Today we know money as coins, bills, and credit cards. But it wasn't always this way.
Makes you wonder: What exactly makes something money? What was money like in ancient times, and how did it evolve? As we enter a new digital age, where is it headed?
For the surprising answers to these and other fascinating questions, check out the video above (transcript below), made in a partnership between the Big History Project and HuffPost Science.
Don't forget to leave your thoughts in the comments. Talk nerdy to me!
You see it everyday. You use it all the time. But have you ever wondered, what is money? Where did money come from and where's it headed? How did humans evolve from hunter-gatherers to buyers and sellers? Well, you're about to find out. Let's take a trip back in time.
Hey everyone. Jacqueline Howard here. It's around 12,000 years ago and we don't have money quite yet. The only thing we do have is barter. That is, if someone needs an item they don't have, they simply exchange something they do have to get it. You trade something in surplus for something you need. In other words, if you want the next guy's mastodon meat, offer your extra animal furs in exchange.
Since humans are now farming and developing dense communities, we're starting to barter one common thing--livestock. It's one of the earliest forms of money along with other agricultural products such as grains. But herding cattle across the desert or paying people in large amounts of grain is kind of cumbersome. So let's fast-forward to around 3,000 years ago to solve this inconvenience.
Early civilizations are starting to assign symbolic value to things like metals and shells and using them as money. For instance, folks are using bronze, copper, silver and gold coins as money in India, China, and other parts of Asia -- though no one knows for certain when early coinage first emerged. Seashells -- especially cowrie shells -- are used as money in various societies, including some in Asia and Africa. Especially in Africa, sometimes blocks of salt are used as money. And check this out, people in the tiny island of Yap out in the Pacific Ocean have one of the strangest forms of money of all -- giant limestone discs, some the size of cars! But let's move on. I'm taking you to around 1,200 years ago to see how we made the leap from using coins, shells and giant rocks, to using paper money.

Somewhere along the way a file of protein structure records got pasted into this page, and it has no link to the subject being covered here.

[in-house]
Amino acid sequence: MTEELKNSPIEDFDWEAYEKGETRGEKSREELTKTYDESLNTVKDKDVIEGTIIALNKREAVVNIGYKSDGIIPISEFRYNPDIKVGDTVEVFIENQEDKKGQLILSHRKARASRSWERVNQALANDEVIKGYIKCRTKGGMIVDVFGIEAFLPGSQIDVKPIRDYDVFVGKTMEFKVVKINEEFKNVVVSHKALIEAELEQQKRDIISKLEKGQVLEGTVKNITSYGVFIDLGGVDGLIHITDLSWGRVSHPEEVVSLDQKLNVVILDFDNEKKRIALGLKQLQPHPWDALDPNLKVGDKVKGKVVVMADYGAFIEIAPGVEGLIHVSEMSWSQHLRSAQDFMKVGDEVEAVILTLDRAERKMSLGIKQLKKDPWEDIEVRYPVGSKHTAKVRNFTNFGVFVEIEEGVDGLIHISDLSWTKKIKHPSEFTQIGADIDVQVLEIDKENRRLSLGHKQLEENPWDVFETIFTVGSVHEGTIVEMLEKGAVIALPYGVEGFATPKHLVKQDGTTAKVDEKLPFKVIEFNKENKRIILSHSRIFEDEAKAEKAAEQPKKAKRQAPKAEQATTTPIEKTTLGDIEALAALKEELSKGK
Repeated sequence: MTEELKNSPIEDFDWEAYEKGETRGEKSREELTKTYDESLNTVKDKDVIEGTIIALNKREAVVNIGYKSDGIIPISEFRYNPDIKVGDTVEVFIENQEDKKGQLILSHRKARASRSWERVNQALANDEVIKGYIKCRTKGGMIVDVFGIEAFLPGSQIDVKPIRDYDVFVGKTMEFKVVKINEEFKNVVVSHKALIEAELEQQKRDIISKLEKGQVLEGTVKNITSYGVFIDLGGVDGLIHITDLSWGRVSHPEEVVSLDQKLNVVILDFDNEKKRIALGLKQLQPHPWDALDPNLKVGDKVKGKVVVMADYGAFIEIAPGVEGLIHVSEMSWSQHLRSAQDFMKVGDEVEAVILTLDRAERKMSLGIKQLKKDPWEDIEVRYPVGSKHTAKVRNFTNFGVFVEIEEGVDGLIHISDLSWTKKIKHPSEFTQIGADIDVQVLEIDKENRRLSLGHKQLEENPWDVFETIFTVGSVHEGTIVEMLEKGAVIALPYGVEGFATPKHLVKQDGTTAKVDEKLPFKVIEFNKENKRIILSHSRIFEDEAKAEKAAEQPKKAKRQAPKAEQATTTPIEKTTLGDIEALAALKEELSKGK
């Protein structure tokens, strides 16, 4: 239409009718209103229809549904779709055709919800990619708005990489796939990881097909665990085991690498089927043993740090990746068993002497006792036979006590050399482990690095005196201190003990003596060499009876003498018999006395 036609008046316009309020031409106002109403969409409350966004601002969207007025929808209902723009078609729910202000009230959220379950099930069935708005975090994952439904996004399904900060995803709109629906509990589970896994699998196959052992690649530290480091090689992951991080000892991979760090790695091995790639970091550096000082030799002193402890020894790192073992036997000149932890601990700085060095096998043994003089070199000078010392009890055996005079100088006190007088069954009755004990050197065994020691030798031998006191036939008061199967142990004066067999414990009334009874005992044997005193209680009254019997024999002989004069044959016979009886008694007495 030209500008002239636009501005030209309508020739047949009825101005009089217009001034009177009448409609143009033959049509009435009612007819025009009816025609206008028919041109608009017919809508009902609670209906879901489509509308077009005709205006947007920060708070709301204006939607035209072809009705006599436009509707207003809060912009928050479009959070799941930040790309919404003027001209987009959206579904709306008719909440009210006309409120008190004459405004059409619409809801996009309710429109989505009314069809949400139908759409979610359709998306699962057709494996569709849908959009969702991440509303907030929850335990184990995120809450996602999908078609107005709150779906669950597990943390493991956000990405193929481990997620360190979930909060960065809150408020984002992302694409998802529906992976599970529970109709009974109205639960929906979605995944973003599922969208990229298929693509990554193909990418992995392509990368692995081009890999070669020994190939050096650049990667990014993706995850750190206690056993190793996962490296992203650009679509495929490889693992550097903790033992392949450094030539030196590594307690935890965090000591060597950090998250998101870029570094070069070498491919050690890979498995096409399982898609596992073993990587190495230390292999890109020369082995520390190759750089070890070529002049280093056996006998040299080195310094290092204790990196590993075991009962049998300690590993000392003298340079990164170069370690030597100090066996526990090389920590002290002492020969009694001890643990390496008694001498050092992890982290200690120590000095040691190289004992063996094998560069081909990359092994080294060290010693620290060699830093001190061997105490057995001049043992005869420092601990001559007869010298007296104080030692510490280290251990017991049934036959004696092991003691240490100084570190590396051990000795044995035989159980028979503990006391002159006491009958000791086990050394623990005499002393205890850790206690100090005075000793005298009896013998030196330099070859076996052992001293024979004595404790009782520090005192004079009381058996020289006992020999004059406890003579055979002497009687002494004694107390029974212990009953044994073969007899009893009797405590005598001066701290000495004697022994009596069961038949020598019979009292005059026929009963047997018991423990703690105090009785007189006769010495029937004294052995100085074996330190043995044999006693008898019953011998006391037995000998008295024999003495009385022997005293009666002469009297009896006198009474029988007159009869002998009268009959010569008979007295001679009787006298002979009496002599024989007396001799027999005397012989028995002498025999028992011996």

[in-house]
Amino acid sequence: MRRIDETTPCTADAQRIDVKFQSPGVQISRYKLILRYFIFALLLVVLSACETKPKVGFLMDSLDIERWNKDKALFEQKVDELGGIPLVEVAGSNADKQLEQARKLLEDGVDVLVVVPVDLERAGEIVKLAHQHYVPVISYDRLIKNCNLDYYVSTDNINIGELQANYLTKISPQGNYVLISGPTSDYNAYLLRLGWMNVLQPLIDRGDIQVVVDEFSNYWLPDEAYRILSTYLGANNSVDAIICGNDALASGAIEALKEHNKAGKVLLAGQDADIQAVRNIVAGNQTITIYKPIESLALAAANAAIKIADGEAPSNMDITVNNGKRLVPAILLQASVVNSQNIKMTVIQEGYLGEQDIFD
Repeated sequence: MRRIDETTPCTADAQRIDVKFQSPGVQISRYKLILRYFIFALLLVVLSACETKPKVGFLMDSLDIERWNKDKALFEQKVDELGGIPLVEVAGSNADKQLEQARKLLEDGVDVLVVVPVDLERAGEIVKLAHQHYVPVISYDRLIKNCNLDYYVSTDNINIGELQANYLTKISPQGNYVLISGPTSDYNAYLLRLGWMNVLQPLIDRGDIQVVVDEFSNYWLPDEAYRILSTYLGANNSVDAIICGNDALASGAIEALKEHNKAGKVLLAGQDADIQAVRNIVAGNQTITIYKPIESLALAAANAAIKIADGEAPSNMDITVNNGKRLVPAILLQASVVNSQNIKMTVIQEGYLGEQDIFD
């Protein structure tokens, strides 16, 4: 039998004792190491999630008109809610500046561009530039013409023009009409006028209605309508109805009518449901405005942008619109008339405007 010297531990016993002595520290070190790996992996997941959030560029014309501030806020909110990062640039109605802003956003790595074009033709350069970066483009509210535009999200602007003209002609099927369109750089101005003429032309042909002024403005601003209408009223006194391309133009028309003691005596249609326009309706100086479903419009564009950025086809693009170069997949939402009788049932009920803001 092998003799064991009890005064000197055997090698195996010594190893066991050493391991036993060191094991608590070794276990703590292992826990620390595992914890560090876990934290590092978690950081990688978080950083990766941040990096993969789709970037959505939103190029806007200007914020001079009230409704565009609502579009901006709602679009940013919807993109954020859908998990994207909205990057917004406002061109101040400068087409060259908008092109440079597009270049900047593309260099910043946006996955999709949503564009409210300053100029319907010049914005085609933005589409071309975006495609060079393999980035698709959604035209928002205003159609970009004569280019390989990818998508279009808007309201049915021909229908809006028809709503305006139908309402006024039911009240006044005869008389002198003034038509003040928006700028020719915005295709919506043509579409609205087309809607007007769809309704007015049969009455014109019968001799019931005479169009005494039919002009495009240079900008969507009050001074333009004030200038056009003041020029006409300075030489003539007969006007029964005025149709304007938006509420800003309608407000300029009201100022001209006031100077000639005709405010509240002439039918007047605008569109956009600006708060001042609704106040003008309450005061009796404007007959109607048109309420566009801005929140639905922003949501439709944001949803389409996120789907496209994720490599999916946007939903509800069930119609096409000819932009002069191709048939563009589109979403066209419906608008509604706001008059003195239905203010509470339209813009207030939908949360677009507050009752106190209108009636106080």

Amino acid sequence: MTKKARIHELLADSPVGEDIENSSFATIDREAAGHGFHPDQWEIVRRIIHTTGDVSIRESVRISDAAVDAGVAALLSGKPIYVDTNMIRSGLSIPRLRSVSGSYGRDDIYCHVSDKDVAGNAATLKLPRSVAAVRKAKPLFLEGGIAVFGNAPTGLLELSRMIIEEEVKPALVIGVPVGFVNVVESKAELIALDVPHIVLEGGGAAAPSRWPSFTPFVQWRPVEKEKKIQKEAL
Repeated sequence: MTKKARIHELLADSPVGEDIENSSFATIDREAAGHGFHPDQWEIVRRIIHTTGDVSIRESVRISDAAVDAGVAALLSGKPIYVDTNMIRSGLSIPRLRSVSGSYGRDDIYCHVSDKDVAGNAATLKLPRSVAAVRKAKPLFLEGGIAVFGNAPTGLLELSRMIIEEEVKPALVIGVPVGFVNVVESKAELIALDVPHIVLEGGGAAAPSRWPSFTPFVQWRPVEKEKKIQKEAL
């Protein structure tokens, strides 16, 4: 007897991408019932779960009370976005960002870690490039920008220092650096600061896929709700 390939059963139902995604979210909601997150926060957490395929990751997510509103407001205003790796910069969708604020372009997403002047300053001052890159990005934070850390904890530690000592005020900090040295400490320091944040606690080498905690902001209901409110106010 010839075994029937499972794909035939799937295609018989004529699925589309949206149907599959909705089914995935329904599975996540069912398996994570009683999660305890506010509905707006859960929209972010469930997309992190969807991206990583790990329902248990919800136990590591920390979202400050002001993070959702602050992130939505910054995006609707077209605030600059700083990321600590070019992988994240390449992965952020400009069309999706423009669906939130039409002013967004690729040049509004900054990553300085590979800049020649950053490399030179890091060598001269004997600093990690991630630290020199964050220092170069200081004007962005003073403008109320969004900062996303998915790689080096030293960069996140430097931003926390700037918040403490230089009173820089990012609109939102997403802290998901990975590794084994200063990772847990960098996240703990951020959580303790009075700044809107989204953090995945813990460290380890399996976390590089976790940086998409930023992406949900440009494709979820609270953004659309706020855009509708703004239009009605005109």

The first-known paper money is now being used in China. Historian Dr. Robin Yates, an expert on East Asian history, told me that paper money is used to buy all kinds of different products. Researchers know this by skimming through ancient texts or by literally digging at archaeological sites for evidence. But while paper money is revolutionizing the way goods change hands, it's not until the Age of Exploration that credit comes into the picture. Let's keep going to around 600 years ago.
European explorers are taking to the seas in search of riches and places to colonize. How are they funding these explorations? Credit -- you know, it's when you get something now but pay for it later. Some historians say monarchs are funding exploration projects because they know they'll get their money back when a colony is founded or riches are discovered. Credit is facilitating explorations across the Indian and Atlantic oceans, and financing trade and shipping networks like the Dutch East India Company. And yes, credit is even funding the Atlantic slave trade. But let's skip ahead to around 200 years ago when something else will forever change how we use money.
It's 1816, and the English are adopting what's called the Gold Standard System. What's that mean? Every note printed by the government represents a certain amount of gold. So, in other words, paper cash is backed by gold. The U.S. is following suit too but politicians will decide to throw out the system since it will put a drag on our economy. Instead of being convertible into precious metal, the U.S. dollar will become fiat money, which means it's not really backed by anything. Rather, our money has value because we think it does and the government says it does. Got that? Let's go back home.
Whew! We're back in the present day. And today, we have credit cards, electronic transfers, PayPal, Apple Pay and the digital currency Bitcoin. These new developments mean you don't really need paper cash anymore for most transactions. We can move money digitally between people or businesses in an instant. All of this makes life pretty complicated for economists and government officials. I mean, how is money tracked? How does it move? What's it worth? What does the future hold?
This leaves us all to wonder: Will paper money go extinct? Maybe so. This could soon seem as outdated as this. But are you ready to trade in your Benjamins and ditch your wallet? Let me know your thoughts.
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